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Resurrection Means Nonviolence! – by John Dear

Posted by Ryan Hall
04.06.15
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By John Dear
 
For me, resurrection is everything. It’s the lynchpin of Christianity, the key to nonviolence, the hope we hold dear, and the possibility of a new world of peace. In other words, with the resurrection of the nonviolent Jesus, anything is possible, even the abolition of war, poverty, nuclear weapons and environmental destruction.

As a Christian, I’ve always believed that. Resurrection actually makes sense–but only from a Gandhian/Kingian hermeneutic of nonviolence. If Jesus was the most active person of nonviolence in the history of the world, as Gandhi insisted, then it makes sense that after teaching and practicing nonviolence perfectly, and being brutally crushed and executed by the ruling authorities and empire, he would be raised to new life, that his way of nonviolence would be vindicated for all eternity.

What astonishes me the most is that he comes back without a trace of bitterness, resentment, hard feelings, or vengeance. When he appears to his community, they rejoice, and he offers them his gift of peace. If possible, he is even more peaceful, more nonviolent. This peacemaking risen Christ sends them forth into world of war and violence on the journey of peace and nonviolence, and they take up the mission.
 
What does this mean for me, for us? As followers of the nonviolent Jesus, we want to welcome his resurrection gift of peace, and live in that peace for the rest of our lives. Resurrection means having nothing to do with death, and the metaphors of death—war, nuclear weapons, corporate greed, environmental destruction, and violence. The risen Jesus has not a drop of violence or death in him. Resurrection means nonviolence.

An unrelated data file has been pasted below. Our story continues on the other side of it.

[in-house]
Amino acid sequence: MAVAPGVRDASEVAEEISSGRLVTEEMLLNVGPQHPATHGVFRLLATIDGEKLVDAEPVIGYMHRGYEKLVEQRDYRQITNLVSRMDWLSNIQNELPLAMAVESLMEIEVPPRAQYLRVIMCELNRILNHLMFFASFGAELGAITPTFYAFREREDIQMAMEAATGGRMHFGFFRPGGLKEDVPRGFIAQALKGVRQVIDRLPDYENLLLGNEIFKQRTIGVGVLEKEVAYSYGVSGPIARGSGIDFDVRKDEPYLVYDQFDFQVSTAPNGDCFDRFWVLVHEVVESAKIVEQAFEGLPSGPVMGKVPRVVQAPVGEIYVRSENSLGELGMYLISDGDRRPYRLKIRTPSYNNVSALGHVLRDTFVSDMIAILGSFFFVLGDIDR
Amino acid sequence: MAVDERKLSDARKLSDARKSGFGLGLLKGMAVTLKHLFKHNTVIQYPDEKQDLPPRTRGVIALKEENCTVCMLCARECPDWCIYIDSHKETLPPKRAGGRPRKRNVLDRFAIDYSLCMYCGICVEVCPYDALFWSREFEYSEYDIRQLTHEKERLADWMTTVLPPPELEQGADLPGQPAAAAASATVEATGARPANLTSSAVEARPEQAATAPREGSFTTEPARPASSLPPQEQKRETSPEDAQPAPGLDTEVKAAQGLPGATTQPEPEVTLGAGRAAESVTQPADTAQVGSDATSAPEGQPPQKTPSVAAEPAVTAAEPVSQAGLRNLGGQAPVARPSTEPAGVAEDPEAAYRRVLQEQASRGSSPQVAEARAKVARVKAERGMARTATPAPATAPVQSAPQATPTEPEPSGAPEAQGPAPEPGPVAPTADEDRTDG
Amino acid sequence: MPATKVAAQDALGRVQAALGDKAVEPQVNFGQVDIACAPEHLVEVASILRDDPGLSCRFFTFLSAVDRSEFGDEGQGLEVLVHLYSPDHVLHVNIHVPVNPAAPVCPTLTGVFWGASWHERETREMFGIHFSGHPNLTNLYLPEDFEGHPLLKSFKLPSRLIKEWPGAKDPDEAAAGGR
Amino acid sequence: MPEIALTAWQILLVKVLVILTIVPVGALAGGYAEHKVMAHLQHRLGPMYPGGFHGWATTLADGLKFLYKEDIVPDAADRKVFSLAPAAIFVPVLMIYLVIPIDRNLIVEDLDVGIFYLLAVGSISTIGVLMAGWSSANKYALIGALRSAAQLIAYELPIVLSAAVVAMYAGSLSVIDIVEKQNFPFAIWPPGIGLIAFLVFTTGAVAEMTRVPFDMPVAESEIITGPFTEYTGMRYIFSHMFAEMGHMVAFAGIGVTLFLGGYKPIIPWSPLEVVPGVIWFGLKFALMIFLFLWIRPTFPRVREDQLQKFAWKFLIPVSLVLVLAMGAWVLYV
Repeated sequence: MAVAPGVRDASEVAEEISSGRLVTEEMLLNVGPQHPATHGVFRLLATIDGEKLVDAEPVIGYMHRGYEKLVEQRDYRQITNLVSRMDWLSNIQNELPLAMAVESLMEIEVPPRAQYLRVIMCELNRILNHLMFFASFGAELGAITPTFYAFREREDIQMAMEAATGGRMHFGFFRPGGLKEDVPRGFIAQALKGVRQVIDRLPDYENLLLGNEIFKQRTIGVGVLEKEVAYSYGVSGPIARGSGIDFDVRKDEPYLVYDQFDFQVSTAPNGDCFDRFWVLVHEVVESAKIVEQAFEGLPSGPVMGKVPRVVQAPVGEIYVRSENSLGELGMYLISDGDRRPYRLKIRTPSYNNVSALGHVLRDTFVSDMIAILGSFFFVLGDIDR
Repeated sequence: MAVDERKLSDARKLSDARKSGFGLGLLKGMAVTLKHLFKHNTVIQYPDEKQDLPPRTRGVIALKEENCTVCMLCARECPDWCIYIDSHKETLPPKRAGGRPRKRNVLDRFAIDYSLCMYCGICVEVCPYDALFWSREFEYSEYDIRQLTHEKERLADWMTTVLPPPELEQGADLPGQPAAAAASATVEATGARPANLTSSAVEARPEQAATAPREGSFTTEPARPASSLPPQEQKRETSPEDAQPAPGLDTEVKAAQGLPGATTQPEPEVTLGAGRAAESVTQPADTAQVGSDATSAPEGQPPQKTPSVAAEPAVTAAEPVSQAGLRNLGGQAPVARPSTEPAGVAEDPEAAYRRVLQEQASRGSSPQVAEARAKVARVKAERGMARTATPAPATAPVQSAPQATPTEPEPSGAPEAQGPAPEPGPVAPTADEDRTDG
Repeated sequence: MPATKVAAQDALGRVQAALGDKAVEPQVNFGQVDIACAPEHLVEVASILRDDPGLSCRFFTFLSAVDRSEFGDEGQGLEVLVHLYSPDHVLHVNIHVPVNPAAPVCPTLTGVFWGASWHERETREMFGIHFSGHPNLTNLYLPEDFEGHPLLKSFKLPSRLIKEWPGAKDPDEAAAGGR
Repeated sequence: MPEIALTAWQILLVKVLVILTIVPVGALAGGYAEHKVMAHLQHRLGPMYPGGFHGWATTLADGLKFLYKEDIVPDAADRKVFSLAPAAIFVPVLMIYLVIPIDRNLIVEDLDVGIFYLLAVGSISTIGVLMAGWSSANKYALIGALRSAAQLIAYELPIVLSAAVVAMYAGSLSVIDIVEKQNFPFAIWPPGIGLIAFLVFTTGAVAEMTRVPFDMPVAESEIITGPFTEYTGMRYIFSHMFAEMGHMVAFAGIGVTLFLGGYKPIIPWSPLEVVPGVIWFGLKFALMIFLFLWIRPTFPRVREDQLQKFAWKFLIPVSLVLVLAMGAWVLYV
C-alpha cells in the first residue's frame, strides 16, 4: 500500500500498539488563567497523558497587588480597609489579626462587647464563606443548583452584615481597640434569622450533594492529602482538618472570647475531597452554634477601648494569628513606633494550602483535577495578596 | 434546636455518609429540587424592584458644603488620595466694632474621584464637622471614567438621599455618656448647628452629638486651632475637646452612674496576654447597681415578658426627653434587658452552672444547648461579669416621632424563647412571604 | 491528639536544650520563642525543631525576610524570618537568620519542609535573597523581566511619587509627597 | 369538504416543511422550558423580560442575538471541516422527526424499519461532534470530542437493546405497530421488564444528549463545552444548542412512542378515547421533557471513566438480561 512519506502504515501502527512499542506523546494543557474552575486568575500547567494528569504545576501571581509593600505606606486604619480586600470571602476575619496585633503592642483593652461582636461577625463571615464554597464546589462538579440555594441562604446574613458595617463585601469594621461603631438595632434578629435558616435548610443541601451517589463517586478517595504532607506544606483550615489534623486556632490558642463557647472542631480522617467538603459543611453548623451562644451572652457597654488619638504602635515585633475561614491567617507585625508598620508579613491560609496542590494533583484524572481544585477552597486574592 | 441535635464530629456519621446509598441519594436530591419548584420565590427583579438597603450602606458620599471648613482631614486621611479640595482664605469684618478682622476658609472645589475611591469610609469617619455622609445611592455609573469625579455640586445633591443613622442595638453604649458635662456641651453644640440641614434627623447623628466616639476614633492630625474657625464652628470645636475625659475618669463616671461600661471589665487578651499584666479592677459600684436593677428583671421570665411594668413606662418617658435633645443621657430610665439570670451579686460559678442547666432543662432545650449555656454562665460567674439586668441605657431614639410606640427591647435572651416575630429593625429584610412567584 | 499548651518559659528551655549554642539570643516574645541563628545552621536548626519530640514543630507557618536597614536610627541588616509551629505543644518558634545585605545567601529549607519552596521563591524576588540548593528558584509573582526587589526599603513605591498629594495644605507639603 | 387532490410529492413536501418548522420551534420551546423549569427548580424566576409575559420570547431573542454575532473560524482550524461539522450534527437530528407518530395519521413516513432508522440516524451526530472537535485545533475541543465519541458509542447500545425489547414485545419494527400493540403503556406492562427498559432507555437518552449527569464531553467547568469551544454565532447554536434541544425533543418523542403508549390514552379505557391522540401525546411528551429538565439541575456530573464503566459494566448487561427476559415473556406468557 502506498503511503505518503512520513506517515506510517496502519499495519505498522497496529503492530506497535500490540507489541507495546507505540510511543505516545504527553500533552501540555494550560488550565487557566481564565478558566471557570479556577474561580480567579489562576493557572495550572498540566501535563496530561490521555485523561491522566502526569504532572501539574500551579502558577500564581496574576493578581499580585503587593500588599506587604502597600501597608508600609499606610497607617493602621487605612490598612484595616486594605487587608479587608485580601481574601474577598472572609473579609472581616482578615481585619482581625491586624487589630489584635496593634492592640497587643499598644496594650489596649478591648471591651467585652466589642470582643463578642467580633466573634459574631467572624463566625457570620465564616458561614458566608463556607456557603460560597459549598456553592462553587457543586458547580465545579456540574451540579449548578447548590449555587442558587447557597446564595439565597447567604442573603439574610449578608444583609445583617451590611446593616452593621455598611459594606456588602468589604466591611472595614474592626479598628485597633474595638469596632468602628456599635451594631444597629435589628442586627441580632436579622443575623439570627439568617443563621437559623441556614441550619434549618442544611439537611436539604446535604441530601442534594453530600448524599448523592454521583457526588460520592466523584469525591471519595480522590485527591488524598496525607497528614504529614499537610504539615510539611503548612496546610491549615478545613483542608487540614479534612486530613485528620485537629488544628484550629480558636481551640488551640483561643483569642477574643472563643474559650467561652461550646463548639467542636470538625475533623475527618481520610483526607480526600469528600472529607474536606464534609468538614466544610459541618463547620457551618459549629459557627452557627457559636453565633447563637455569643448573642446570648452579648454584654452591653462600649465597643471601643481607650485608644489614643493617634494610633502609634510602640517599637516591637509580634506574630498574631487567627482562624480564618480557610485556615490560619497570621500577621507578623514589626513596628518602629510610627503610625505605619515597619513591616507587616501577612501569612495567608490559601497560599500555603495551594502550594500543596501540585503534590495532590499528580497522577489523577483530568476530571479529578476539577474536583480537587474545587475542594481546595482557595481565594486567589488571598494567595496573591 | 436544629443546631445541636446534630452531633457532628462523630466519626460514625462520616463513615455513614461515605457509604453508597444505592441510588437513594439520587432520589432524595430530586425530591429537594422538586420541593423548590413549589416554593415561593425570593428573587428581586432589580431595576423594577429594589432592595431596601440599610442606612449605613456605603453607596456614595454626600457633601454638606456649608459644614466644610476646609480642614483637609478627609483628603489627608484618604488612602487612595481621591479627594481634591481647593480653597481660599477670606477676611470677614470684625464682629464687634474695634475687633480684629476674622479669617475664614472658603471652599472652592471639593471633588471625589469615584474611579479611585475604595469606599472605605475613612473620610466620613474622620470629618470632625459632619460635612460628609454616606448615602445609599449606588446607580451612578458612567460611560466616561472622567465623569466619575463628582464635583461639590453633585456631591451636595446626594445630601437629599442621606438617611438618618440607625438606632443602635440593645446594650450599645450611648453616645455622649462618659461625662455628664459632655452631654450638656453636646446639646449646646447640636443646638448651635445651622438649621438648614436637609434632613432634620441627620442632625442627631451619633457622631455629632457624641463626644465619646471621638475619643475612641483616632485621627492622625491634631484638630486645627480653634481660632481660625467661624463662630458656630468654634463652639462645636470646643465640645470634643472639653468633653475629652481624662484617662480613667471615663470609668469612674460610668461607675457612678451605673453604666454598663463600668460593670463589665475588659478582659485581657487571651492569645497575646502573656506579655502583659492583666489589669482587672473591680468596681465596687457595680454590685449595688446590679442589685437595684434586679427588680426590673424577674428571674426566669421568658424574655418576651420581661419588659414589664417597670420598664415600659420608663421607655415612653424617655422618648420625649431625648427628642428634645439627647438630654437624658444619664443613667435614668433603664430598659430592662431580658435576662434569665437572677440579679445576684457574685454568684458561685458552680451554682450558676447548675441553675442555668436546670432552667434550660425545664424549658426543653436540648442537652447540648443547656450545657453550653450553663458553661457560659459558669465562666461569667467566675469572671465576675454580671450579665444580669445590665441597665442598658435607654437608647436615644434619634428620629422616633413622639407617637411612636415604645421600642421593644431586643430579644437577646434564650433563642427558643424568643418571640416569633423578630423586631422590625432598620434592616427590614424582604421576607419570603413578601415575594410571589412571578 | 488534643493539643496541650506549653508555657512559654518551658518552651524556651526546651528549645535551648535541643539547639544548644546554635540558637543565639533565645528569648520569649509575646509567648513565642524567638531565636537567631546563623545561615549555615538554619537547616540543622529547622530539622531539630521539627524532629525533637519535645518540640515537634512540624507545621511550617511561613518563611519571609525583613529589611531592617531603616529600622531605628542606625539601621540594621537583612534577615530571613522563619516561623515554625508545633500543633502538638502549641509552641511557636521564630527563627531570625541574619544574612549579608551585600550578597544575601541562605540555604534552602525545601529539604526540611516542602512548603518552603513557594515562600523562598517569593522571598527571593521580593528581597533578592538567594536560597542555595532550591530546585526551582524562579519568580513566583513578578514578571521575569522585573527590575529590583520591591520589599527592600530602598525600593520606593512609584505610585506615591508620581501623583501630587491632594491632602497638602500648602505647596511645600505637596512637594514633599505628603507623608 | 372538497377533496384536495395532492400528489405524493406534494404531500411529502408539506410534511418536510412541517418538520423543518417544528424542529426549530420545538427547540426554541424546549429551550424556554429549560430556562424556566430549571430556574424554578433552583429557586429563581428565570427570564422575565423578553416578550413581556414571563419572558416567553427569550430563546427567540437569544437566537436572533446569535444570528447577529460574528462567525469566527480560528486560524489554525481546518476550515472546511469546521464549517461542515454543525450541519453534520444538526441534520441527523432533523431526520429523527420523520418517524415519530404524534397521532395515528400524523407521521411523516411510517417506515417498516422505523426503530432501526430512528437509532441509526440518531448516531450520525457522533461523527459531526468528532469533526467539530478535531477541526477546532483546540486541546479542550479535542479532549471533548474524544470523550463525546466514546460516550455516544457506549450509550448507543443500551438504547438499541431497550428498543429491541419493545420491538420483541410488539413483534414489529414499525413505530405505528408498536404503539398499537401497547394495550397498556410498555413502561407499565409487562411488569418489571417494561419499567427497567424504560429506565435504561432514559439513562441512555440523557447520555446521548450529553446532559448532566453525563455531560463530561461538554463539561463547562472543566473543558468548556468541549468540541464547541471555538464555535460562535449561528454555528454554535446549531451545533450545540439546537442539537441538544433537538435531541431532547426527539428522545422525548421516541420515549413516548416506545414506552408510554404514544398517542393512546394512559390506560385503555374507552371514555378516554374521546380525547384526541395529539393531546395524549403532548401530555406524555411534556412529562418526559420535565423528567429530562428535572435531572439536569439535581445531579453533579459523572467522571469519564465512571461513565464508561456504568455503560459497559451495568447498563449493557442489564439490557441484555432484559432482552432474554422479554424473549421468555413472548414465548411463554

As his followers, we try to practice that new life of peace by being as nonviolent as we can to ourselves, one another, and all creation. We know with the risen Jesus that our survival is already guaranteed, so we choose not to live in fear, but to go forward in peace, hope, and love, resisting the structures of nonviolence through Jesus’ methodology of active nonviolence.

It’s this invitation to resurrection peace that pushes me. It challenges me to confront my fears, and sends me into the world on the mission to welcome God’s reign of peace and nonviolence. That mission has taken me into the warzones of the world, and to jail for acts of nonviolent civil disobedience against war.

It’s this spirit of resurrection peace that draws my friends and I to organize www.campaignnonviolence.org. We hope to have hundreds of nonviolent actions across the country during the week of September 21st (International Peace Day) as we did last year, calling for the abolition of war, poverty and environmental destruction and a new culture of peace and nonviolence.

This August, we will gather for a national conference on nonviolence in Santa Fe, August 7-8th. The day before, August 6th, Hiroshima Day, and the day after, August 9th, Nagasaki Day, we will gather in the park in downtown Los Alamos, New Mexico, to commemorate the 70th anniversary of the U.S. atomic bombings. We’ll gather on the exact spot where the bomb was built long ago, and repent of the ongoing development of our nuclear arsenal. If we dismantled our weapons, and spent those trillions of dollars to end poverty, war and environmental destruction, we could create a more nonviolent world for humanity.

This is the vision of resurrection peace. What we’re going to do, in other words, is get ready for resurrection. We’re not just practicing nonviolence; we’re practicing resurrection.

Nothing could be more exciting, or more important. Join us!

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